Upstream of the tributary Paint Spring Run, the peak annual discharge of Harveys Creek has a 10 percent chance of reaching 710 cubic feet per second. It has a 2 percent chance of reaching 1291 cubic feet per second and a 1 percent chance of reaching 1607 cubic feet per second. The peak annual discharge has a 0.2 percent chance of reaching 2553 cubic feet per second.
The average annual rate of precipitation in the watershed of Harveys Creek ranges from 35 to 45 inches (89 to 114 cm). The creek's water temperature is typically low, even in the summer. During the 1970s, the water temperature of the creek was as low as 3.0 to 3.5 °C (37.4 to 38.3 °F) in the winter and as high as 15.0 to 26.0 °C (59.0 to 78.8 °F) in the spring and summer.
The elevation near the mouth of Harveys Creek is 518 feet (158 m) above sea level. The elevation of the creek's source is 1,226 feet (374 m) above sea level. Its elevation around river mile 4 (river kilometer 7) is 900 feet (270 m) above sea level. Upstream of this point, the creek's elevation decreases at a rate of 34.3 feet (10.5 m) per mile. Downstream of that point, its elevation decreases at a rate of 97.2 feet (29.6 m) per mile.
Much of Harveys Creek is in a forested gorge, which is situated in its lower reaches. The upper reaches of its watershed contain swamps and glacial lakes. The cliffs of Tilbury Knob are also situated near the mouth of the creek. The creek's source is in Harveys Lake, which is the largest natural lake in Pennsylvania. It flows in a generally southward direction.
The topography of the watershed of Harveys Creek is described as "rough and hilly" in a 1921 book. The creek's channel is sinuous and flows through rock formations consisting of sandstone and shale. The creek was described as having "rushing waters" in a 2001 article in The Times Leader.
The watershed of Harveys Creek has an area of 46.3 square miles (120 km2). The creek is in the Lower North Branch Susquehanna drainage basin. Its watershed is situated in the northwestern part of Luzerne County. Upstream of the boundary between Lake Township and Lehman Township, the watershed has an area of 14.24 square miles (36.9 km2). Upstream of the tributary Paint Spring Run, its watershed has an area of only 10.72 square miles (27.8 km2). The creek's mouth is in the United States Geological Survey quadrangle of Nanticoke. However, its source is in the quadrangle of Harveys Lake. It also flows through the quadrangles of Wilkes-Barre West and Kingston.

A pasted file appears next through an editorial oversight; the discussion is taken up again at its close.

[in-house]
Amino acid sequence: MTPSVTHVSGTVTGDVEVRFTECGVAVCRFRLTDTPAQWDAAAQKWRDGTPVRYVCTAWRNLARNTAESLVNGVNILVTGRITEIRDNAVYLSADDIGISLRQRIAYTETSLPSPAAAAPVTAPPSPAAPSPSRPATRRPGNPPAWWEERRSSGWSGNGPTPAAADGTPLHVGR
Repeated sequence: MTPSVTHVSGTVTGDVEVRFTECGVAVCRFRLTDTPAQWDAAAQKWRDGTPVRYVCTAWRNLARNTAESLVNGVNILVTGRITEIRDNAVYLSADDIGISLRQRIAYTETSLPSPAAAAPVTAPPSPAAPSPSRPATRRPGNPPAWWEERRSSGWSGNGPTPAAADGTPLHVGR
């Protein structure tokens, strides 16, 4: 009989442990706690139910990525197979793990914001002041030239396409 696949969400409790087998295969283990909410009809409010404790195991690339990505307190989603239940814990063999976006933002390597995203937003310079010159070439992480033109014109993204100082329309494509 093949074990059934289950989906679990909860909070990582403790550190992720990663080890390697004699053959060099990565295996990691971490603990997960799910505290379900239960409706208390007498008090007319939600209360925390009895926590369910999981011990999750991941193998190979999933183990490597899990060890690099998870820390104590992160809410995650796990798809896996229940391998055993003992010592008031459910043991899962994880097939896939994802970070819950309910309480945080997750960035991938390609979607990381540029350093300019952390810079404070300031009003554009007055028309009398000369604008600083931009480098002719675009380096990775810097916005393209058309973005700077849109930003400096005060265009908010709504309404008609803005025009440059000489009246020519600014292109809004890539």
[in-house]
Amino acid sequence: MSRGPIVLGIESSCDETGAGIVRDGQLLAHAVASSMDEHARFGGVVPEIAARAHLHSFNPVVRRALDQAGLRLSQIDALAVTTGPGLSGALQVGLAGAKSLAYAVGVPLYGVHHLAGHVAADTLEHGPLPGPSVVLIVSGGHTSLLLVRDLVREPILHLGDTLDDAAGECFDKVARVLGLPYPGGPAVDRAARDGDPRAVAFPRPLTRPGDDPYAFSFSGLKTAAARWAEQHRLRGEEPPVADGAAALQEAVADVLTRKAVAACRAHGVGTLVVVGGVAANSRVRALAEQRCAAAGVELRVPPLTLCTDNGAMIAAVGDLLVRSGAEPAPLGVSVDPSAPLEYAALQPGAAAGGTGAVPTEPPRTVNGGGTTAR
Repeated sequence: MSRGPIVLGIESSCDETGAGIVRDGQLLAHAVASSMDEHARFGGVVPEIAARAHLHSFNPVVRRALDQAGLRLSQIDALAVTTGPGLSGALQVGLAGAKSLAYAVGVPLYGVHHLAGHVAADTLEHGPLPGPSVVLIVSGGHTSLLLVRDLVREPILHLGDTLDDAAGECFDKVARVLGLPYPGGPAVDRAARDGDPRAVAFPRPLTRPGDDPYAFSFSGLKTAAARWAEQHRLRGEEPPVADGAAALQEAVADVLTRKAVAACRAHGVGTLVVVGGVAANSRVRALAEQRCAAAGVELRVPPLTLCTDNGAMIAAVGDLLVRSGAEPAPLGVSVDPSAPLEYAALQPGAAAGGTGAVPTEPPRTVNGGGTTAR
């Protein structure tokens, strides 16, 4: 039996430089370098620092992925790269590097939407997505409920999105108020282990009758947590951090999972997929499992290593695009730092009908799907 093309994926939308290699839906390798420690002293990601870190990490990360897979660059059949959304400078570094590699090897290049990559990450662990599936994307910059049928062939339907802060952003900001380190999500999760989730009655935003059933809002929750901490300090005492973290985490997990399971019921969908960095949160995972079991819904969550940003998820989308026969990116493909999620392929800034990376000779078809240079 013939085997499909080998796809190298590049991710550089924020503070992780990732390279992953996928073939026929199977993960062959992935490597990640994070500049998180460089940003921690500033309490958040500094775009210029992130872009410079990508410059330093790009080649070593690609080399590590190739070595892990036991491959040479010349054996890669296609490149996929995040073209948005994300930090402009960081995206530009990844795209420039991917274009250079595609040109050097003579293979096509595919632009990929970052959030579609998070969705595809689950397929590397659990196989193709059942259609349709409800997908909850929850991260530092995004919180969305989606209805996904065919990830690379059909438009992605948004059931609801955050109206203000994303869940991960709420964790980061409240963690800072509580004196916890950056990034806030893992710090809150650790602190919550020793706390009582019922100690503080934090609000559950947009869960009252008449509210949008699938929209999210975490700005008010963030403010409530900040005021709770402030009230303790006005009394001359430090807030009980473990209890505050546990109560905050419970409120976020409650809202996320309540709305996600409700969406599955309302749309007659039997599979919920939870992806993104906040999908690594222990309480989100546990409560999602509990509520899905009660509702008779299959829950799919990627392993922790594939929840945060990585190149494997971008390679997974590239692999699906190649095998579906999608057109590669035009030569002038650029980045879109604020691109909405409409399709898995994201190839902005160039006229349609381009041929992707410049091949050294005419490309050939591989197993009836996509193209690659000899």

Harveys Creek is one of four major sources of flooding in Lake Township. The other three are Pikes Creek, Fades Creek, and Beaver Run. However, the floods of these creeks have not caused much damage since Lake Township is relatively undeveloped.
Harveys Creek and its tributary Pikes Creek are used by the Pennsylvania American Water Company Ceasetown as a water supply for part or all of 15 municipalities and communities, including Wilkes-Barre, Nanticoke, Shickshinny, and others. As of 2002, the creeks supply 67,500 people with water. Pennsylvania American Water Company Ceasetown is permitted to take 16 million gallons of water per day from them.
The United States Board on Geographic Names made on official decision pertaining to Harveys Creek in 1950. Harveys Creek was entered into the Geographic Names Information System on August 2, 1979. Its identifier in the Geographic Names Information System is 1217352.
Historically, the Great Warrior Path of the Native Americans crossed Harveys Creek near its mouth. The path ran from Sunbury to Athens. On December 4, 1785, a battle known as Plunkett's Battle was fought along the Susquehanna River very close to the creek. This battle was one of the major battles in the Yankee-Pennamite Wars.
The first schoolhouse in the lower part of Plymouth Township was built by Jameson Harvey near the mouth of Harveys Creek in 1834. The first mill in Lehman Township was built on the creek in 1837. In 1849, Johnathan Williams constructed a small mill on the creek. In 1869, a mining disaster occurred at the Avondale Mine just east of Harveys Creek. This event killed 108 people.
In the early 1900s, major communities in the watershed of Harveys Creek included Alderson, West Nanticoke, Shawanese, Pikes Creek, Laketon, and Ceases Mills. Their populations in 1921 were 386, 300, 150, 76, 73, and 55, respectively. The main industries in the watershed at that time were agriculture and summer resorts. As early as the 1890s, the Nanticoke Water Company (which was formed in 1885) pumped water from the creek via gravity lines. In the early 1900s, Harveys Creek and its tributary Pikes Creek were used as a water supply by the Spring Brook Water Supply Company. The creeks supplied Nanticoke, West Nanticoke, Plymouth, and Glen Lyon.
A steel girder and floorbeam system bridge carrying T-486/East Poplar Street was constructed over Harveys Creek in 1924. It is 53.2 feet (16.2 m) long. A two-span concrete tee beam bridge carrying Pennsylvania Route 29 over the creek was built in 1927 and repaired in 1980. It is situated in Jackson Township and is 78.1 feet (23.8 m) long. In 1935, another two-span concrete tee beam bridge, this one carrying Pennsylvania Route 118, was constructed over the creek. It is 56.1 feet (17.1 m) long and is situated in Lehman Township. Another two-span bridge, this one a steel stringer bridge, was constructed over the creek in Lehman Township in 1952. It is 69.9 feet (21.3 m) long and carries State Route 1016.